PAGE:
YouTube tightens policies after controversial 5G interview sends internet into frenzy

YouTube strengthened its stance after a live-streamed conversation with the conspiratorial scientist David Icke, in which he connected the platform to the coronavirus pandemic, shook the internet earlier this week. According to the BBC, Icke falsely reported "the connection between 5 G and the prevalent health crisis."

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And when challenged to respond to news of 5 G masts being set on fire in England and Northern Ireland, he responded: "When 5 G succeeds and goes where they decide to push it, human life as we know it's done ... and people have to make a choice." Subsequently, some users called for more assaults on 5 G towers in the comments that appeared alongside the stream.
In addition to the above, the researcher believed that the coronavirus vaccine, when created, would contain "nanotechnology microchips" that would enable humans to be monitored. He said that Bill Gates-who is helping to finance COVID-19 vaccine research-should be incarcerated. His opinions were undisputed for most of the two-and-a-half-hour series.
Approximately 65,000 viewers viewed the divisive interview as it was broadcast, some of whom pressed the on-screen button to cause purchases and allow their live chat reactions stand out. However, YouTube only removed material at the conclusion of the session, despite being aware of the broadcast when it was already in motion.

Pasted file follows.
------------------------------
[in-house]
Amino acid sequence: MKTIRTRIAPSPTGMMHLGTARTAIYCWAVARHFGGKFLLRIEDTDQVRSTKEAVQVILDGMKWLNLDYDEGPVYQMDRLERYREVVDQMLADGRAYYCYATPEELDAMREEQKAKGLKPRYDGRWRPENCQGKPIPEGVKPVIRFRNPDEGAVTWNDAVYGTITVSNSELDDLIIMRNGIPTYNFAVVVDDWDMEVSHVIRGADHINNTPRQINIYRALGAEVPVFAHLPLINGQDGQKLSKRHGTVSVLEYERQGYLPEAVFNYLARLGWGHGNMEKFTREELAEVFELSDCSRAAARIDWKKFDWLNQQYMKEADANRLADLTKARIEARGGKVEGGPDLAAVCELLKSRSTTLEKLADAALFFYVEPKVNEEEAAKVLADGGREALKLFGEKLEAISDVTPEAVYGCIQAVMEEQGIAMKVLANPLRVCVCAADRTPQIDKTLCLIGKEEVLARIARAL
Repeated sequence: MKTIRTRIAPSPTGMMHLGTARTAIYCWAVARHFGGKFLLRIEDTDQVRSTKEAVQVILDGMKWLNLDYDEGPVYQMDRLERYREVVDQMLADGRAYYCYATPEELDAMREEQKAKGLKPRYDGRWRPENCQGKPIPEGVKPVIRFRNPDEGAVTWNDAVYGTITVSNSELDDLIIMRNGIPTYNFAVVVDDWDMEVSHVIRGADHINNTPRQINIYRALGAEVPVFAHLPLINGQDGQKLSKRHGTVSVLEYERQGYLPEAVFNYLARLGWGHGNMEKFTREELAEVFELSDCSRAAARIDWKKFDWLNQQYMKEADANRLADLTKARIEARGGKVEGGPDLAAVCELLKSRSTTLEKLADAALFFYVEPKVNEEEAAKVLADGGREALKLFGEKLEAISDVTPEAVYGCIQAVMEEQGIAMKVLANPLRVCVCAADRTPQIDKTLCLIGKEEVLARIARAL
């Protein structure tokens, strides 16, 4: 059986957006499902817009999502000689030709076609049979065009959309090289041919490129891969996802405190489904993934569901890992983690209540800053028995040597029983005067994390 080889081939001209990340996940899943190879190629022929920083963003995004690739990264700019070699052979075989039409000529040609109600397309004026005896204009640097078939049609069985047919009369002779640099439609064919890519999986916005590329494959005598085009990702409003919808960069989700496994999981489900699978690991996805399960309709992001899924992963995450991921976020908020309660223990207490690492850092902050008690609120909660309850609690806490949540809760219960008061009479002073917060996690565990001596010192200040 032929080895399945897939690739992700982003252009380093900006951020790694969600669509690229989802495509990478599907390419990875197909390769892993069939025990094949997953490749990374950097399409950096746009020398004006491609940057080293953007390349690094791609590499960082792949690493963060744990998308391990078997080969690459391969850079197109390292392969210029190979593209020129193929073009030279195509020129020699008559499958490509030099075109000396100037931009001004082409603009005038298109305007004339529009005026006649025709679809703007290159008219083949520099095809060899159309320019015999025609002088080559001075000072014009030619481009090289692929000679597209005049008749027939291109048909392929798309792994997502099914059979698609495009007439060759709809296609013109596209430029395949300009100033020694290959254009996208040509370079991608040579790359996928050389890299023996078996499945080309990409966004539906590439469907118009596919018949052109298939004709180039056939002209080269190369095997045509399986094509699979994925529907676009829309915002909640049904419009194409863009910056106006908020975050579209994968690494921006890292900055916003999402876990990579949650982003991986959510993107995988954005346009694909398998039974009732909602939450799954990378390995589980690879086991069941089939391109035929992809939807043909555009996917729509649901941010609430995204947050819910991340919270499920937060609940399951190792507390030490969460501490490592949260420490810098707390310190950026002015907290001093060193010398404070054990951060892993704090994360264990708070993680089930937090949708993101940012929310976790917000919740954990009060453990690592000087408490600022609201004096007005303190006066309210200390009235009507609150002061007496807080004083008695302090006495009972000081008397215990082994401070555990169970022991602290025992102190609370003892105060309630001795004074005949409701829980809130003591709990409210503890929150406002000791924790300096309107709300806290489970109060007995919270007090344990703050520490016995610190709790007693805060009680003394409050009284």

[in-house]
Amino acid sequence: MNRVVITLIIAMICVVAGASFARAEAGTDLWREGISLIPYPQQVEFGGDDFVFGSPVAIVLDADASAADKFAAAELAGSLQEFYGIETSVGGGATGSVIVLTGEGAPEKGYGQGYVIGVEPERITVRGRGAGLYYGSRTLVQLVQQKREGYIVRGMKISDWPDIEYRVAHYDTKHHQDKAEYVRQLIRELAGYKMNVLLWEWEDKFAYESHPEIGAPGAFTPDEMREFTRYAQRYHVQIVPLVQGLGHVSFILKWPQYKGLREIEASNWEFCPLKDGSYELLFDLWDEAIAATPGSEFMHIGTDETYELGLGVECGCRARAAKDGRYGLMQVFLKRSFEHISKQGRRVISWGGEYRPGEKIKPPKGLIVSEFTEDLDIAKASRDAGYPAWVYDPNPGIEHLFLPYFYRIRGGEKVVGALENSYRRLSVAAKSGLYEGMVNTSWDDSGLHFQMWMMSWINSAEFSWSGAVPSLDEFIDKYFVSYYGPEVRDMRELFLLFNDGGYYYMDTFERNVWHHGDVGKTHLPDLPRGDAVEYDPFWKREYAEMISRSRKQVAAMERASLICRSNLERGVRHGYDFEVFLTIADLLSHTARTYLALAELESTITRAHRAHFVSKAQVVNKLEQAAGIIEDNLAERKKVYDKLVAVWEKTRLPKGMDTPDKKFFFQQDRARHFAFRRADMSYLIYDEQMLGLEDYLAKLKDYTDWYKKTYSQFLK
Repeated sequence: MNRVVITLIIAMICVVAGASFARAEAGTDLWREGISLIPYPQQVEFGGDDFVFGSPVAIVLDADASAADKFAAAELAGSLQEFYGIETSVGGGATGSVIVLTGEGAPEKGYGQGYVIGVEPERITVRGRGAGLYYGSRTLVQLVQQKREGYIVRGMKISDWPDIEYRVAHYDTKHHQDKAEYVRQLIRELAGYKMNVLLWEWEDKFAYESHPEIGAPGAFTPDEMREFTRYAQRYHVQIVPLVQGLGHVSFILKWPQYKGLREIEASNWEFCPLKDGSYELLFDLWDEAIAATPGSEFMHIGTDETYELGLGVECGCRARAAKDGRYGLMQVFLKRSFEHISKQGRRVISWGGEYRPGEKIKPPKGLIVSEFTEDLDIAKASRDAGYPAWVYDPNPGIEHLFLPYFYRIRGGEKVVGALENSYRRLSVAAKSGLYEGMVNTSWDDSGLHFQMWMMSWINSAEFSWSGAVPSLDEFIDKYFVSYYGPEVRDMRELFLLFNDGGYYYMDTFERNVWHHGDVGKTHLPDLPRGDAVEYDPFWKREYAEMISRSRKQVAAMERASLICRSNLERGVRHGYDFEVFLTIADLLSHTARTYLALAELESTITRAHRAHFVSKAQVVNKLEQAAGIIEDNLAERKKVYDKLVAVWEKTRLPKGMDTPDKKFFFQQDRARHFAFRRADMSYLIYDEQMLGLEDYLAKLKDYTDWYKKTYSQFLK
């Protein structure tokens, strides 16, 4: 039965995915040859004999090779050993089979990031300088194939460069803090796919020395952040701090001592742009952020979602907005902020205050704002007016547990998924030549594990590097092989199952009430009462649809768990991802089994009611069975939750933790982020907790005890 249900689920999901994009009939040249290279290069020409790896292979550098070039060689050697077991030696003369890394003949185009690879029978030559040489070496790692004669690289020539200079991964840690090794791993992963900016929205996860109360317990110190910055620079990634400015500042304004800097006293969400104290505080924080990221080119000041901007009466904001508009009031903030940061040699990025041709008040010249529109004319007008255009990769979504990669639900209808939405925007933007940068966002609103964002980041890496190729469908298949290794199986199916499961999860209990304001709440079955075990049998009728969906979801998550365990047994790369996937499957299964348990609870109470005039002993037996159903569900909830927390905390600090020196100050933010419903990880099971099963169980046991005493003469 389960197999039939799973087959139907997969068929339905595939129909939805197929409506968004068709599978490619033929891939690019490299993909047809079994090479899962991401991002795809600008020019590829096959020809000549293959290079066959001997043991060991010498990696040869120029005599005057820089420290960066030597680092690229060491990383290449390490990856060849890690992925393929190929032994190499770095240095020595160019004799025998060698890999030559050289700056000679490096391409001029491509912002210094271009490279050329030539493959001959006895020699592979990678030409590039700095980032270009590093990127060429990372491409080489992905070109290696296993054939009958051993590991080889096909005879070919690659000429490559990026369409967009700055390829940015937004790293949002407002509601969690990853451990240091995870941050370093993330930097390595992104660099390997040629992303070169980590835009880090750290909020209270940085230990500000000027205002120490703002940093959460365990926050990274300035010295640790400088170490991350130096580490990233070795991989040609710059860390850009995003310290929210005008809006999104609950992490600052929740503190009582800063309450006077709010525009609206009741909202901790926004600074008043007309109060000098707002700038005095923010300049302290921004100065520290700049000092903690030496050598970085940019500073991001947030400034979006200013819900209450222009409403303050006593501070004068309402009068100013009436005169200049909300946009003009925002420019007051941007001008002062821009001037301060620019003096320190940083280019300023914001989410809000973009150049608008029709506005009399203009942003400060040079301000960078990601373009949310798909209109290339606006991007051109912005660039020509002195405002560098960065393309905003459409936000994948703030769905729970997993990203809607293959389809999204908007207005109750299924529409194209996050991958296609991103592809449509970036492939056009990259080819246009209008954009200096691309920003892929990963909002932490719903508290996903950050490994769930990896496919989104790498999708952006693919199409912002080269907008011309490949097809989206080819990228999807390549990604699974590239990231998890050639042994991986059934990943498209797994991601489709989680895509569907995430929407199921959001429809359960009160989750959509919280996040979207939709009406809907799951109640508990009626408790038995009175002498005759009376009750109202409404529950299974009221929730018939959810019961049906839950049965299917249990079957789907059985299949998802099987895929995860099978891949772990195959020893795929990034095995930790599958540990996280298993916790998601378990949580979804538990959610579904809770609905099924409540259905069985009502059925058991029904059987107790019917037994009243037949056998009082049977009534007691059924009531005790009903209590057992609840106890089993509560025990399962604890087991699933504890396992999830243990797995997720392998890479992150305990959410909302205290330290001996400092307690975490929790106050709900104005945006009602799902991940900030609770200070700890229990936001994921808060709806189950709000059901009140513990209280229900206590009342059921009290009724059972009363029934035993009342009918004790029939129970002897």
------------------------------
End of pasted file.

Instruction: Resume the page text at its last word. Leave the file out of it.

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It modified its rules after the BBC asked why the video was permitted. "We have explicit policies that ban videos that advocate scientifically unsubstantiated approaches to avoid coronavirus instead of pursuing professional care, and we immediately delete videos that breach such policies when reported to us," a YouTube representative told the BBC.
"It involves conspiracy theories that say that the effects are induced by 5G. "Recommendations are reduced for borderline content that could misinform users in harmful ways. We will continue to assess the effect of such videos on cultures around the world. As a result, YouTube has confirmed that users who regularly violate the rules would not be allowed to use the YouTube Live app.

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